Society Is “Civil” If It Fights Against a “Culture of Waste”
by Pope Francis
Dear Brothers in the Episcopate and in the Priesthood,
Dear Brothers and Sisters,
I welcome you on the occasion of your Plenary Assembly. I thank the Prefect for his courteous words, and I greet you all, Superiors, Officials and Members of the Congregation for the Doctrine of the Faith. I am grateful for all the work you do at the service of the universal Church, in aid of the Bishop of Rome and the Bishops of the world, in the promotion and protection of the integrity of Catholic Doctrine on faith and morals.
Christian Doctrine isn’t a rigid system closed in itself, but neither is it an ideology that changes with the passing of seasons. It is a dynamic reality that, remaining faithful to its foundation, is renewed from generation to generation and can by summed up in a face, in a body and in a name: Jesus Christ Risen.
Thanks to the Risen Lord, the faith opens us to our neighbour and to his needs, from the littlest to the greatest. Therefore, the transmission of the faith calls for taking into account its recipient, that he be known and loved actively. In this perspective, your commitment is significant to reflect, in the course of this Plenary, on the care of people in the critical and terminal phases of life.
The present socio-cultural context is eroding progressively awareness regarding what makes human life precious. It, in fact, is valued ever more often by reason of its efficiency and usefulness, to the point of considering “discarded lives” or “unworthy lives” those that don’t respond to such criteria. In this situation of loss of authentic values, the imperative human and Christian duties of solidarity and fraternity also fail. In reality, a society merits the qualification of “civil” if it develops antibodies against the throwaway culture; if it recognizes the intangible value of human life; if solidarity is actively practiced and safeguarded as foundation of coexistence.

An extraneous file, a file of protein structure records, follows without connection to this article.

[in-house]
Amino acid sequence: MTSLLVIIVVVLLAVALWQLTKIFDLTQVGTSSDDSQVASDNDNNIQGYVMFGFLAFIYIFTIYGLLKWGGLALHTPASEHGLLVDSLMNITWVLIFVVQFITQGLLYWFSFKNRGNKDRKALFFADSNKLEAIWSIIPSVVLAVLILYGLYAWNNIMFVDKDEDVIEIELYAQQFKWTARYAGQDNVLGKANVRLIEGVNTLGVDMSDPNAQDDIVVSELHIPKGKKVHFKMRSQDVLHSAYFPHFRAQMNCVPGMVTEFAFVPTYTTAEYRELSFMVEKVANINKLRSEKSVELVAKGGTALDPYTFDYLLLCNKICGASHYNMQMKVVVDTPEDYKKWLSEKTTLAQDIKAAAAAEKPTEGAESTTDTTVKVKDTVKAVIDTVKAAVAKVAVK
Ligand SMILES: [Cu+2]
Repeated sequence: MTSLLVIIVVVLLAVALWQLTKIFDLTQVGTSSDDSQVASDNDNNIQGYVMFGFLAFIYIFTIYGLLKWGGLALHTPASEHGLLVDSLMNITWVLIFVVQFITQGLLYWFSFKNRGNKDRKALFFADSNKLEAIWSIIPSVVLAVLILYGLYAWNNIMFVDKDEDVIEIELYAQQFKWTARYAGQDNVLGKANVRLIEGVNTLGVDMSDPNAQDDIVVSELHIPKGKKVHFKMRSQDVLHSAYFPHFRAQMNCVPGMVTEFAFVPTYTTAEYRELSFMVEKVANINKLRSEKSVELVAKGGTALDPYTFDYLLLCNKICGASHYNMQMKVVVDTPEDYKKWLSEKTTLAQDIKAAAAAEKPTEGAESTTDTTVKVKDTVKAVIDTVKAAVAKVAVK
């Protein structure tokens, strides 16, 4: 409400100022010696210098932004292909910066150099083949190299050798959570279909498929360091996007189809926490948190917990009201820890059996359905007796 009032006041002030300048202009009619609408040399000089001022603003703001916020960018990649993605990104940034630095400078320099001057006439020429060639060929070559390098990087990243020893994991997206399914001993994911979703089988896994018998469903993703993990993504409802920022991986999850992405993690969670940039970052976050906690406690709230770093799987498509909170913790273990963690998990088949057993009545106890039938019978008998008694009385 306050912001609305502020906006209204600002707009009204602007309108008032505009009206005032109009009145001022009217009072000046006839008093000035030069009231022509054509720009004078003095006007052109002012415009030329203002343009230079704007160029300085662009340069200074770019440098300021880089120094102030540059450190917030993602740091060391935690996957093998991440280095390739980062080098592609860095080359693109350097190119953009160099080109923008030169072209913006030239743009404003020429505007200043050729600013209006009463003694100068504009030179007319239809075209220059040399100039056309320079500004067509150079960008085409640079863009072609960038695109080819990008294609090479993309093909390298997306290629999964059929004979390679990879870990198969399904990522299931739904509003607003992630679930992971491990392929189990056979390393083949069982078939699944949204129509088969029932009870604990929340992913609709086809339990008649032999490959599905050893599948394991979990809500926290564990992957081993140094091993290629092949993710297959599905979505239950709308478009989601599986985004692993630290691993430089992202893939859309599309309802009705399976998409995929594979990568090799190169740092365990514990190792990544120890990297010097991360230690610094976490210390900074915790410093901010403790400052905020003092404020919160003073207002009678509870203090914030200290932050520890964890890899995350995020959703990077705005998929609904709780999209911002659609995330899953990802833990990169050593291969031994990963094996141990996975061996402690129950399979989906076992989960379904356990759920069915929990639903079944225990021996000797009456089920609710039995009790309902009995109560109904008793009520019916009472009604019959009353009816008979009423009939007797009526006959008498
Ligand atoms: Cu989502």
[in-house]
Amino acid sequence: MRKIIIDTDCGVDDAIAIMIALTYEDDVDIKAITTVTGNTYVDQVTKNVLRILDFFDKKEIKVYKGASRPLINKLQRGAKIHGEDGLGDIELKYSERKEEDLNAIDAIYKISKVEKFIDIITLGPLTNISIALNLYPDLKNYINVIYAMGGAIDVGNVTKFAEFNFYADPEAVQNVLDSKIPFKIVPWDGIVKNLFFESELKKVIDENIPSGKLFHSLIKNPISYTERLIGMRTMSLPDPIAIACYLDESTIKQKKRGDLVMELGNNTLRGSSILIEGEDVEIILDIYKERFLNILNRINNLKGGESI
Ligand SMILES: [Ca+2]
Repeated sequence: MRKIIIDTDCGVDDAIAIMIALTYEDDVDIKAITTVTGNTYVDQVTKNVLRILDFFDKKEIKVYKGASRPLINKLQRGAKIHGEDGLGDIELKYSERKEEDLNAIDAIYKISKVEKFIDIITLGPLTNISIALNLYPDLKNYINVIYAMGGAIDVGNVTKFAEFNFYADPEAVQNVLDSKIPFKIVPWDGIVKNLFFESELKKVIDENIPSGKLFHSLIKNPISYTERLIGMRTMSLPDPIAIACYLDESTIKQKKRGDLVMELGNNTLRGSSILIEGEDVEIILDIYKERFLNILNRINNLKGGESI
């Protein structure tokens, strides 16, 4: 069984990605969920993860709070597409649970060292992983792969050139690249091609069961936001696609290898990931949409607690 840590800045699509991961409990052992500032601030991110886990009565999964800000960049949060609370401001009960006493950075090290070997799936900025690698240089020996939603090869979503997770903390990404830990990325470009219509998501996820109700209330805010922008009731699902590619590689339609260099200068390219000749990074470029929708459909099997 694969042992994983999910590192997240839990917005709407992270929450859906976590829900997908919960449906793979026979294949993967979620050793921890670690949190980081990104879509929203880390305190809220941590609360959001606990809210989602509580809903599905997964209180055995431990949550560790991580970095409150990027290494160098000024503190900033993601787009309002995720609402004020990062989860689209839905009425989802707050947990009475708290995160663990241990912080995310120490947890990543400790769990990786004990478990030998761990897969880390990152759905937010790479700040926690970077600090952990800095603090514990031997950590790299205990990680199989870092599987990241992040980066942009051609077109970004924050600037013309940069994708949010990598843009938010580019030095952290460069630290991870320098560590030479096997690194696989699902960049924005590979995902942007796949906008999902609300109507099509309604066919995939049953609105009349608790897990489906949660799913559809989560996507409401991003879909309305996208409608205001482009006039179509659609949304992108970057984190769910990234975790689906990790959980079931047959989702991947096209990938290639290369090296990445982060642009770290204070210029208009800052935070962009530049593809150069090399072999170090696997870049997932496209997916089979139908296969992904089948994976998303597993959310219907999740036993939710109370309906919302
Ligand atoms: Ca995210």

When sickness knocks at the door of our life, the need emerges increasingly to have next to us someone who looks at us in the eyes, who holds our hand, who manifests his tenderness and takes care of us, as the Good Samaritan of the evangelical parable (Cf. Message to the 28th World Day of the Sick, February 2020).
The subject of the care of the sick, in the critical and terminal phases of life, calls into question the task of the Church to rewrite the “grammar’ of taking charge and taking care of the suffering person. The example of the Good Samaritan teaches that it’s necessary to convert the heart’s gaze, because very often one who looks doesn’t see. Why? Why? — because compassion is lacking. There comes to mind that, many times the Gospel, speaking of Jesus before a suffering person, says: “He took pity on him,” “He took pity on him” . . . A refrain of Jesus’ person. Without compassion, one who looks is not involved in what he observes and moves on. Instead, one who has a compassionate heart is touched and involved, stops and takes care <of the patient>.